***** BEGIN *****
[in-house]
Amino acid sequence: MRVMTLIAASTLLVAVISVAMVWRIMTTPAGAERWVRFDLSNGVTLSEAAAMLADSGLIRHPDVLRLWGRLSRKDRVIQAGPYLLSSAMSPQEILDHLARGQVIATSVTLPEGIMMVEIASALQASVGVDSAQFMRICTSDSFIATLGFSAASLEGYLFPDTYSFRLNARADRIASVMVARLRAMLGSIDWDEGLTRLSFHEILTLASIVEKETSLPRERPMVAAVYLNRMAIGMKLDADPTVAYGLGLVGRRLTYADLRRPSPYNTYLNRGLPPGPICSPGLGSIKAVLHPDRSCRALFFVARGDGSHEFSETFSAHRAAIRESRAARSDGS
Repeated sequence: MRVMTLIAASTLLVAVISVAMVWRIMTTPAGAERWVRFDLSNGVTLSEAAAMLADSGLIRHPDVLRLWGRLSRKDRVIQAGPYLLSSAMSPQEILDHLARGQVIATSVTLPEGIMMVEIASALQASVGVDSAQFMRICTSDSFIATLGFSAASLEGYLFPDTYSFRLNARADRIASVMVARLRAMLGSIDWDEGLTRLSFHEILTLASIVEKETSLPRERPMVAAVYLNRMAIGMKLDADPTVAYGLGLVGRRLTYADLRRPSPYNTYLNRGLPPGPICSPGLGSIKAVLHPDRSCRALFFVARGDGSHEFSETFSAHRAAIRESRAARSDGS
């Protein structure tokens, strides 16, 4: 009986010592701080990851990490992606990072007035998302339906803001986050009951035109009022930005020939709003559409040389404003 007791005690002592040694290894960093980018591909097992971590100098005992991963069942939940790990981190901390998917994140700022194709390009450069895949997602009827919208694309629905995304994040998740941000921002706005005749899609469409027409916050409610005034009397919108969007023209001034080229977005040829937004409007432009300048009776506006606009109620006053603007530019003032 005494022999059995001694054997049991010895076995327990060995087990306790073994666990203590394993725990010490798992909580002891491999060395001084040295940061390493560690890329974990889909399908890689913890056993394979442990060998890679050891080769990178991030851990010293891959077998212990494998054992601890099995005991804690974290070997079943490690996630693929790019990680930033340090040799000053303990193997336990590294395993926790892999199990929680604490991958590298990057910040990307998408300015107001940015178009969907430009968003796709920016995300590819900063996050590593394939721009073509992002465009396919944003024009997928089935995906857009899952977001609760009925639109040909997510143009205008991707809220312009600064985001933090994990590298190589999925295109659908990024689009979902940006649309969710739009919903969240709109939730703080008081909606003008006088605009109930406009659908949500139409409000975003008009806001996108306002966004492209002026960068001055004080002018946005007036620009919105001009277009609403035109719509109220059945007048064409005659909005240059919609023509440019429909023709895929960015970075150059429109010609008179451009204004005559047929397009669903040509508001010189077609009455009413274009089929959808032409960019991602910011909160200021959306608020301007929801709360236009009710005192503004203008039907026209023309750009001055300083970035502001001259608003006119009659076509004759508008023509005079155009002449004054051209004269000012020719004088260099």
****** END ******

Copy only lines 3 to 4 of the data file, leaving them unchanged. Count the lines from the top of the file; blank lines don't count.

Repeated sequence: MRVMTLIAASTLLVAVISVAMVWRIMTTPAGAERWVRFDLSNGVTLSEAAAMLADSGLIRHPDVLRLWGRLSRKDRVIQAGPYLLSSAMSPQEILDHLARGQVIATSVTLPEGIMMVEIASALQASVGVDSAQFMRICTSDSFIATLGFSAASLEGYLFPDTYSFRLNARADRIASVMVARLRAMLGSIDWDEGLTRLSFHEILTLASIVEKETSLPRERPMVAAVYLNRMAIGMKLDADPTVAYGLGLVGRRLTYADLRRPSPYNTYLNRGLPPGPICSPGLGSIKAVLHPDRSCRALFFVARGDGSHEFSETFSAHRAAIRESRAARSDGS
């Protein structure tokens, strides 16, 4: 009986010592701080990851990490992606990072007035998302339906803001986050009951035109009022930005020939709003559409040389404003 007791005690002592040694290894960093980018591909097992971590100098005992991963069942939940790990981190901390998917994140700022194709390009450069895949997602009827919208694309629905995304994040998740941000921002706005005749899609469409027409916050409610005034009397919108969007023209001034080229977005040829937004409007432009300048009776506006606009109620006053603007530019003032 005494022999059995001694054997049991010895076995327990060995087990306790073994666990203590394993725990010490798992909580002891491999060395001084040295940061390493560690890329974990889909399908890689913890056993394979442990060998890679050891080769990178991030851990010293891959077998212990494998054992601890099995005991804690974290070997079943490690996630693929790019990680930033340090040799000053303990193997336990590294395993926790892999199990929680604490991958590298990057910040990307998408300015107001940015178009969907430009968003796709920016995300590819900063996050590593394939721009073509992002465009396919944003024009997928089935995906857009899952977001609760009925639109040909997510143009205008991707809220312009600064985001933090994990590298190589999925295109659908990024689009979902940006649309969710739009919903969240709109939730703080008081909606003008006088605009109930406009659908949500139409409000975003008009806001996108306002966004492209002026960068001055004080002018946005007036620009919105001009277009609403035109719509109220059945007048064409005659909005240059919609023509440019429909023709895929960015970075150059429109010609008179451009204004005559047929397009669903040509508001010189077609009455009413274009089929959808032409960019991602910011909160200021959306608020301007929801709360236009009710005192503004203008039907026209023309750009001055300083970035502001001259608003006119009659076509004759508008023509005079155009002449004054051209004269000012020719004088260099």